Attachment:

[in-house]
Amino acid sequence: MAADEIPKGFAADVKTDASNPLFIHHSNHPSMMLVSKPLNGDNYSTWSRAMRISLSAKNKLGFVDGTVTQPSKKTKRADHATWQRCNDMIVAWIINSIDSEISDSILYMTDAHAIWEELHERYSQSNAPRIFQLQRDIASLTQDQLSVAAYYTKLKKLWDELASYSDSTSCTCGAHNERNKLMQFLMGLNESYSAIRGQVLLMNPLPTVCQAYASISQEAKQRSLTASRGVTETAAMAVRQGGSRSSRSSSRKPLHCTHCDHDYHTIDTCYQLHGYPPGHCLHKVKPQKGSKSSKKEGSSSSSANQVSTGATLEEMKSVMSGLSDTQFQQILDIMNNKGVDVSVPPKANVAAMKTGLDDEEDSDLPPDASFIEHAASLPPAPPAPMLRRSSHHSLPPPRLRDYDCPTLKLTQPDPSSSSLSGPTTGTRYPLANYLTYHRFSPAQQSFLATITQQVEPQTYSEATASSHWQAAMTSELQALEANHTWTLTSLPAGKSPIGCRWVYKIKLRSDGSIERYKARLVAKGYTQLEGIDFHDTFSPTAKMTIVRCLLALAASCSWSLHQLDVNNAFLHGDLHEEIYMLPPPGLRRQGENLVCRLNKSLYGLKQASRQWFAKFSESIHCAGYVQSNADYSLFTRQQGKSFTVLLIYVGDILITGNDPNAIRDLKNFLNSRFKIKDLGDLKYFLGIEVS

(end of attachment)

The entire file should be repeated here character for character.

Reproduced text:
[in-house]
Amino acid sequence: MAADEIPKGFAADVKTDASNPLFIHHSNHPSMMLVSKPLNGDNYSTWSRAMRISLSAKNKLGFVDGTVTQPSKKTKRADHATWQRCNDMIVAWIINSIDSEISDSILYMTDAHAIWEELHERYSQSNAPRIFQLQRDIASLTQDQLSVAAYYTKLKKLWDELASYSDSTSCTCGAHNERNKLMQFLMGLNESYSAIRGQVLLMNPLPTVCQAYASISQEAKQRSLTASRGVTETAAMAVRQGGSRSSRSSSRKPLHCTHCDHDYHTIDTCYQLHGYPPGHCLHKVKPQKGSKSSKKEGSSSSSANQVSTGATLEEMKSVMSGLSDTQFQQILDIMNNKGVDVSVPPKANVAAMKTGLDDEEDSDLPPDASFIEHAASLPPAPPAPMLRRSSHHSLPPPRLRDYDCPTLKLTQPDPSSSSLSGPTTGTRYPLANYLTYHRFSPAQQSFLATITQQVEPQTYSEATASSHWQAAMTSELQALEANHTWTLTSLPAGKSPIGCRWVYKIKLRSDGSIERYKARLVAKGYTQLEGIDFHDTFSPTAKMTIVRCLLALAASCSWSLHQLDVNNAFLHGDLHEEIYMLPPPGLRRQGENLVCRLNKSLYGLKQASRQWFAKFSESIHCAGYVQSNADYSLFTRQQGKSFTVLLIYVGDILITGNDPNAIRDLKNFLNSRFKIKDLGDLKYFLGIEVS